lawschool2014hopeful
Posts: 554
Joined: Mon Oct 25, 2010 8:48 pm

Re: The "Guide", My Story of 145-170.

Postby lawschool2014hopeful » Sat Feb 08, 2014 8:07 pm

@MDJ For the sake of not derailing the thread, I am going to stop responding to your commentary. I would highly recommend you check back on this thread 3 months from now.

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cron1834
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Re: The "Guide", My Story of 145-170.

Postby cron1834 » Sat Feb 08, 2014 11:02 pm

MDJ may be the worst writer I've ever seen on TLS.

10052014
Posts: 590
Joined: Mon Jul 15, 2013 11:12 am

.

Postby 10052014 » Sat Feb 08, 2014 11:19 pm

.
Last edited by 10052014 on Sat Oct 04, 2014 11:54 pm, edited 1 time in total.

lawschool2014hopeful
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Re: The "Guide", My Story of 145-170.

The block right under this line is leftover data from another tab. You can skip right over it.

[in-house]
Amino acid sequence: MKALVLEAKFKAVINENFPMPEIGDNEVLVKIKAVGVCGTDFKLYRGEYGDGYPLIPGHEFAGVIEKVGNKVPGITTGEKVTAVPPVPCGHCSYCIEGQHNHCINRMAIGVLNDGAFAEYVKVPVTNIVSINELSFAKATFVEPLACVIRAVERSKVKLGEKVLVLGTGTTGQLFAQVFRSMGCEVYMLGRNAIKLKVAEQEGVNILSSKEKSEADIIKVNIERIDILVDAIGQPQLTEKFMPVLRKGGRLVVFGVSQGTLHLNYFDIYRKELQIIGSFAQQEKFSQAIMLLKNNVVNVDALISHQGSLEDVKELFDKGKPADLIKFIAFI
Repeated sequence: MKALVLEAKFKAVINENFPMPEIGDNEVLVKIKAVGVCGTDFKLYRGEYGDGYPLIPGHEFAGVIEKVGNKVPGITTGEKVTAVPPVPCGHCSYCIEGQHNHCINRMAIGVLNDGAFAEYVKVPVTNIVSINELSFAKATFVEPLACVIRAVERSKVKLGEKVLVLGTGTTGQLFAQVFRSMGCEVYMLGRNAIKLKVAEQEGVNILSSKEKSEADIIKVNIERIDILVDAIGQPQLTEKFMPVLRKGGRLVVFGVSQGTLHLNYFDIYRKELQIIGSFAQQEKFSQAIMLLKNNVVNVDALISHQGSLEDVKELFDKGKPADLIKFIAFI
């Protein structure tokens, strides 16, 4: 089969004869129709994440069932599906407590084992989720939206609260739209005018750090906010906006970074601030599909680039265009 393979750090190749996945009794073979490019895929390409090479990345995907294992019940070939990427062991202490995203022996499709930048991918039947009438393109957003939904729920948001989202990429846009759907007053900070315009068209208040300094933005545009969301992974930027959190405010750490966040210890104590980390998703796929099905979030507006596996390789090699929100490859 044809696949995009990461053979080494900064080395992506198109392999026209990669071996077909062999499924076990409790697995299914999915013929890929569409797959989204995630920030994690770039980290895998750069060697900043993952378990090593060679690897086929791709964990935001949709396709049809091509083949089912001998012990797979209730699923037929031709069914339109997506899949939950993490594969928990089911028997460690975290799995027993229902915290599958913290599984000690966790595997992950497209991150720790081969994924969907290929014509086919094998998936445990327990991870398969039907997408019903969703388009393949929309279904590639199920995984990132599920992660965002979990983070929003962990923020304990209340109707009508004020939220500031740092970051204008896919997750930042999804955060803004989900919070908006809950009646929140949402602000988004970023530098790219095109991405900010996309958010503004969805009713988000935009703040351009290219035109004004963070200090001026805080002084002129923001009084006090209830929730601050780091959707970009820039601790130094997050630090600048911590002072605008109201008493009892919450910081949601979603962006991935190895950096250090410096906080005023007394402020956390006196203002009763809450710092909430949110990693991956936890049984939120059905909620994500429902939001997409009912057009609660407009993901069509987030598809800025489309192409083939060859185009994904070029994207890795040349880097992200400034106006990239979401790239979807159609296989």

Postby lawschool2014hopeful » Sun Feb 09, 2014 12:35 am

jaylawyer09 wrote:This guide was very insightful.

However, it seemed to de-motivate me.

This makes me feel like I wont hit 170+. I will not be reading this guide in the future.

P.S. I liked how he noted the "phases" of TLS.


Thanks, I think?

Is better to be realistic IMO. I am all for people shooting for high goals, but people ought to do it in small steps. Not 120-180.

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bombaysippin
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Re: The "Guide", My Story of 145-170.

Postby bombaysippin » Sun Feb 09, 2014 1:14 am

cron1834 wrote:MDJ may be the worst writer I've ever seen on TLS.


Omg...I couldn't even get through it. Rather do 5 sections of RC.

On a more relevant note great job with the guide and refreshing honesty

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ManoftheHour